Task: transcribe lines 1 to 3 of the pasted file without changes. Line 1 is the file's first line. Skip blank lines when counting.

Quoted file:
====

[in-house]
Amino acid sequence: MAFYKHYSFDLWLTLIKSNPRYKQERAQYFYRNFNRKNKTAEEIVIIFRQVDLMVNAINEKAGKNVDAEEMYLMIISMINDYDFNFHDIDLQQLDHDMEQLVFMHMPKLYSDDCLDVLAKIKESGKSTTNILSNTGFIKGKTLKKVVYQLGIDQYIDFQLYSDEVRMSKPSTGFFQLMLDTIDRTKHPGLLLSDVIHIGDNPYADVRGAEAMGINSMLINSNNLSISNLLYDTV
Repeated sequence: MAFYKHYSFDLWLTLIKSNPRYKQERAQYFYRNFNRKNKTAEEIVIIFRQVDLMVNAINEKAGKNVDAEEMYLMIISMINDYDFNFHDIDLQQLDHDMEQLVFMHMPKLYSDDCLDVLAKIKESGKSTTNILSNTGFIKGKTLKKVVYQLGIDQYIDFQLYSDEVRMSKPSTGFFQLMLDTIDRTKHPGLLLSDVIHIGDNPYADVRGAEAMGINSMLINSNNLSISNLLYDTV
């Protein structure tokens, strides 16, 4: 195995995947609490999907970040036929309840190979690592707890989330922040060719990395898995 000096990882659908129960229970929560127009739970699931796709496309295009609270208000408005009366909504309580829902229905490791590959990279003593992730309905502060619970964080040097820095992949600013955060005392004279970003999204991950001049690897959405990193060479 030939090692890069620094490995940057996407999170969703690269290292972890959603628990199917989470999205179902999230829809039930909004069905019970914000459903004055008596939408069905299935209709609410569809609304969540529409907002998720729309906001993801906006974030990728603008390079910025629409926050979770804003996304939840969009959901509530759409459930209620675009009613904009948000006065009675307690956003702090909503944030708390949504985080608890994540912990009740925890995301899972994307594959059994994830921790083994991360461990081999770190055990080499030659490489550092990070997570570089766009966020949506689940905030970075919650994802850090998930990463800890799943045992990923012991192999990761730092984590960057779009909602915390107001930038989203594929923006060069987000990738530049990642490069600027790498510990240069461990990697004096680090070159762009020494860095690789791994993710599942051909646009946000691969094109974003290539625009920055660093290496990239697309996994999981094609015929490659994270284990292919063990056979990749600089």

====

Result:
[in-house]
Amino acid sequence: MAFYKHYSFDLWLTLIKSNPRYKQERAQYFYRNFNRKNKTAEEIVIIFRQVDLMVNAINEKAGKNVDAEEMYLMIISMINDYDFNFHDIDLQQLDHDMEQLVFMHMPKLYSDDCLDVLAKIKESGKSTTNILSNTGFIKGKTLKKVVYQLGIDQYIDFQLYSDEVRMSKPSTGFFQLMLDTIDRTKHPGLLLSDVIHIGDNPYADVRGAEAMGINSMLINSNNLSISNLLYDTV
Repeated sequence: MAFYKHYSFDLWLTLIKSNPRYKQERAQYFYRNFNRKNKTAEEIVIIFRQVDLMVNAINEKAGKNVDAEEMYLMIISMINDYDFNFHDIDLQQLDHDMEQLVFMHMPKLYSDDCLDVLAKIKESGKSTTNILSNTGFIKGKTLKKVVYQLGIDQYIDFQLYSDEVRMSKPSTGFFQLMLDTIDRTKHPGLLLSDVIHIGDNPYADVRGAEAMGINSMLINSNNLSISNLLYDTV